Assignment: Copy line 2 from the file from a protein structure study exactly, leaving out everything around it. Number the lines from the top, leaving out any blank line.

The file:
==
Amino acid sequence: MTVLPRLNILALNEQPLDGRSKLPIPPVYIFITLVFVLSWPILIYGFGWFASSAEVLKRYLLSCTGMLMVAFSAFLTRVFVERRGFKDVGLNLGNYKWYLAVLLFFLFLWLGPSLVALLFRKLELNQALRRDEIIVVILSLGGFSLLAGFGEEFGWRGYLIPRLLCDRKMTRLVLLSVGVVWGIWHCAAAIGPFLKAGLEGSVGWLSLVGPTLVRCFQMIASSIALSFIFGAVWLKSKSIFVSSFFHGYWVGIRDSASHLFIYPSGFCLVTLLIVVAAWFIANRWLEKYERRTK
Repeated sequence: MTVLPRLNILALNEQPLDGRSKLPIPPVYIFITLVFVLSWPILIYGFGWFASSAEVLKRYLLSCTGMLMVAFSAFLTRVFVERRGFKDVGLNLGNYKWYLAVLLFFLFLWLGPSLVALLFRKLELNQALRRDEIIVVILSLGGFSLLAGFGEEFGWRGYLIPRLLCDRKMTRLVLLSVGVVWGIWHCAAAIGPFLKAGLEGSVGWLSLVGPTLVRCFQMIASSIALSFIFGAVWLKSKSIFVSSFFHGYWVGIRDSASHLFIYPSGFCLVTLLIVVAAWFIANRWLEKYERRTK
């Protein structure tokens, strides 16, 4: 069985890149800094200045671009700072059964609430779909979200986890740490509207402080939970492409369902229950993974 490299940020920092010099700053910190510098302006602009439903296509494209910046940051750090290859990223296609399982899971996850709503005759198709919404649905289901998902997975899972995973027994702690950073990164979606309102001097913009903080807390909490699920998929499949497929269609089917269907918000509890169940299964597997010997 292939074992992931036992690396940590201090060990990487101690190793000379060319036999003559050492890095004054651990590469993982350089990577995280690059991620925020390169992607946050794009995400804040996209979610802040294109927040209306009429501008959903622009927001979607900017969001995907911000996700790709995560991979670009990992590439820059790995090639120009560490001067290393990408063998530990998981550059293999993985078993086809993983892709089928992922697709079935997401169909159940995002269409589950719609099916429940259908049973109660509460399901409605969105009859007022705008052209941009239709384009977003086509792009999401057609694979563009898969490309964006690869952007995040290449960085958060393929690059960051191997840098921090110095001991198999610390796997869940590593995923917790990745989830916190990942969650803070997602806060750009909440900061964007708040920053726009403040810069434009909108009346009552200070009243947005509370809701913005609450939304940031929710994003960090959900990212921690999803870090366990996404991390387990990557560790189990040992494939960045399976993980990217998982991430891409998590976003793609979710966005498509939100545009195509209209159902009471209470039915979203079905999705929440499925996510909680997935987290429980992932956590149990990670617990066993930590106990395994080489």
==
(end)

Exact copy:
Repeated sequence: MTVLPRLNILALNEQPLDGRSKLPIPPVYIFITLVFVLSWPILIYGFGWFASSAEVLKRYLLSCTGMLMVAFSAFLTRVFVERRGFKDVGLNLGNYKWYLAVLLFFLFLWLGPSLVALLFRKLELNQALRRDEIIVVILSLGGFSLLAGFGEEFGWRGYLIPRLLCDRKMTRLVLLSVGVVWGIWHCAAAIGPFLKAGLEGSVGWLSLVGPTLVRCFQMIASSIALSFIFGAVWLKSKSIFVSSFFHGYWVGIRDSASHLFIYPSGFCLVTLLIVVAAWFIANRWLEKYERRTK